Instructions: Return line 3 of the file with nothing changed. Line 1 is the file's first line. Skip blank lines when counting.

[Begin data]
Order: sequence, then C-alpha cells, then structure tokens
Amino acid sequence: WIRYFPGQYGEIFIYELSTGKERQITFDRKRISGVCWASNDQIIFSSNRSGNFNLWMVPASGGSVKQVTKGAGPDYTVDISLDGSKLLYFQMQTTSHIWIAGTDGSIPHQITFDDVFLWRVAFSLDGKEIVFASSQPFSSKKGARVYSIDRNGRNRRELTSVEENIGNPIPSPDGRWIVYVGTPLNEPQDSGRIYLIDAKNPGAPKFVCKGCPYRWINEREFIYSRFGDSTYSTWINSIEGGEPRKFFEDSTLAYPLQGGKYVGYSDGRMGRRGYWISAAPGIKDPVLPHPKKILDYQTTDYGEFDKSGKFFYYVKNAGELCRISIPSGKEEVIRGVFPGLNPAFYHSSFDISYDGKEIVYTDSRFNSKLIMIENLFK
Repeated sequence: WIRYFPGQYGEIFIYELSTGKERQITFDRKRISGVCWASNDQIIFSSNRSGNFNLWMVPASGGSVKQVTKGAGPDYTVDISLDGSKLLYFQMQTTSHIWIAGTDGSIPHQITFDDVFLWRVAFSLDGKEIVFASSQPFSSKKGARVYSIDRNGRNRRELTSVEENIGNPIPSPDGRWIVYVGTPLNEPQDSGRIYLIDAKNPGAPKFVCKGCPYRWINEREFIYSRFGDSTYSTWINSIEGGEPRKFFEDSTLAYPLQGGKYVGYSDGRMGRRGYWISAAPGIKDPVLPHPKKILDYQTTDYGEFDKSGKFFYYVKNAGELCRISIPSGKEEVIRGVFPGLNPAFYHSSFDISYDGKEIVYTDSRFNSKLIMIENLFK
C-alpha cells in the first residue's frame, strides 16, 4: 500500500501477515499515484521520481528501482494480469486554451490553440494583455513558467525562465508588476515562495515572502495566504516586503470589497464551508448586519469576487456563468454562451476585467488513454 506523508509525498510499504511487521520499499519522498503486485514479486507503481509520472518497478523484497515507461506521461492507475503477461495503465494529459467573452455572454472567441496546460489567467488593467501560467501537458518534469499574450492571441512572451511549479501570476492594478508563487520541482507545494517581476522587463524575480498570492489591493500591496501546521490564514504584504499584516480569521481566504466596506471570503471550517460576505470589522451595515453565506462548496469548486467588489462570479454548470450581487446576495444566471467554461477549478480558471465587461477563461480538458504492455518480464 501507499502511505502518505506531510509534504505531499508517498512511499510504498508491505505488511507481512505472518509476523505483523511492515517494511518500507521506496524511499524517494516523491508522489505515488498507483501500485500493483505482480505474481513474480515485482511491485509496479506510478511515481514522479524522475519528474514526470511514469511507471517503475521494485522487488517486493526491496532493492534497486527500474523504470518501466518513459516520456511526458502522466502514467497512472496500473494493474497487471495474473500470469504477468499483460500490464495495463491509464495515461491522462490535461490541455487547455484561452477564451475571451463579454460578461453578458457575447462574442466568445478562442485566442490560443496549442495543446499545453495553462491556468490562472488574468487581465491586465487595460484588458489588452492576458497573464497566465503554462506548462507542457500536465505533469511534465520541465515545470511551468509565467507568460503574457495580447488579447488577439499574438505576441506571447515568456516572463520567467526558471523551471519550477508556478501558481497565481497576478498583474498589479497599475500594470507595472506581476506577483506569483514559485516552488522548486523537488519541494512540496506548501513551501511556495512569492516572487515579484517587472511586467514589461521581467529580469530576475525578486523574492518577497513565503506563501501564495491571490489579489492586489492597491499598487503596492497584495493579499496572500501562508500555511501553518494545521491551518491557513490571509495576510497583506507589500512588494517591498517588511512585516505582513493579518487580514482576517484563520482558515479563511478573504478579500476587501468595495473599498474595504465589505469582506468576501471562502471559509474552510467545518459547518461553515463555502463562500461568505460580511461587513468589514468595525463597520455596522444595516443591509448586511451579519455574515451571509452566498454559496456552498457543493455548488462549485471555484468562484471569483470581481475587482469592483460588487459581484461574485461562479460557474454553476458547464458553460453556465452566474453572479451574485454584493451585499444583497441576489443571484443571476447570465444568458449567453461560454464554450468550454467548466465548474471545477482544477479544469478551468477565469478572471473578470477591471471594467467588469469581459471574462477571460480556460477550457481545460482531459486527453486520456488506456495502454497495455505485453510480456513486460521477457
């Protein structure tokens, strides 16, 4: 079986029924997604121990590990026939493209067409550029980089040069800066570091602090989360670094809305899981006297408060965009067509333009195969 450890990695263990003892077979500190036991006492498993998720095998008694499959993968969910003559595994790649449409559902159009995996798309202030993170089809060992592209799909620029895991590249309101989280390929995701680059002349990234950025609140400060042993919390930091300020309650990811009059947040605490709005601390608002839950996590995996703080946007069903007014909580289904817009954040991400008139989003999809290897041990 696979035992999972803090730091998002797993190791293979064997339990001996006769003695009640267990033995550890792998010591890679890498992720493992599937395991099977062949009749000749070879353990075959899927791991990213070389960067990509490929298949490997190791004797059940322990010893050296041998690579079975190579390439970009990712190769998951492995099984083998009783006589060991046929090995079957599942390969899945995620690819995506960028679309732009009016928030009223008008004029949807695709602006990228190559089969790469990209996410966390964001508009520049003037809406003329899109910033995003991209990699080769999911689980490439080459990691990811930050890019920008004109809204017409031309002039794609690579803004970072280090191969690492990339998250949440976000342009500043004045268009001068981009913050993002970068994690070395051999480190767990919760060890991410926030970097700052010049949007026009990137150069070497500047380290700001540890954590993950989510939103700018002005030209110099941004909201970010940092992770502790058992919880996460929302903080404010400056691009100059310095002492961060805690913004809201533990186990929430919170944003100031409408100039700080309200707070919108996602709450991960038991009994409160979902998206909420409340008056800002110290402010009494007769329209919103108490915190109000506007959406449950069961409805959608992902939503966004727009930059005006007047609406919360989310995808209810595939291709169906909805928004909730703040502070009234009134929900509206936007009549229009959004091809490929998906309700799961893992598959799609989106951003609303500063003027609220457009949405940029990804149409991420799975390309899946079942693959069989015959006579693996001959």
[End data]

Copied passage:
Repeated sequence: WIRYFPGQYGEIFIYELSTGKERQITFDRKRISGVCWASNDQIIFSSNRSGNFNLWMVPASGGSVKQVTKGAGPDYTVDISLDGSKLLYFQMQTTSHIWIAGTDGSIPHQITFDDVFLWRVAFSLDGKEIVFASSQPFSSKKGARVYSIDRNGRNRRELTSVEENIGNPIPSPDGRWIVYVGTPLNEPQDSGRIYLIDAKNPGAPKFVCKGCPYRWINEREFIYSRFGDSTYSTWINSIEGGEPRKFFEDSTLAYPLQGGKYVGYSDGRMGRRGYWISAAPGIKDPVLPHPKKILDYQTTDYGEFDKSGKFFYYVKNAGELCRISIPSGKEEVIRGVFPGLNPAFYHSSFDISYDGKEIVYTDSRFNSKLIMIENLFK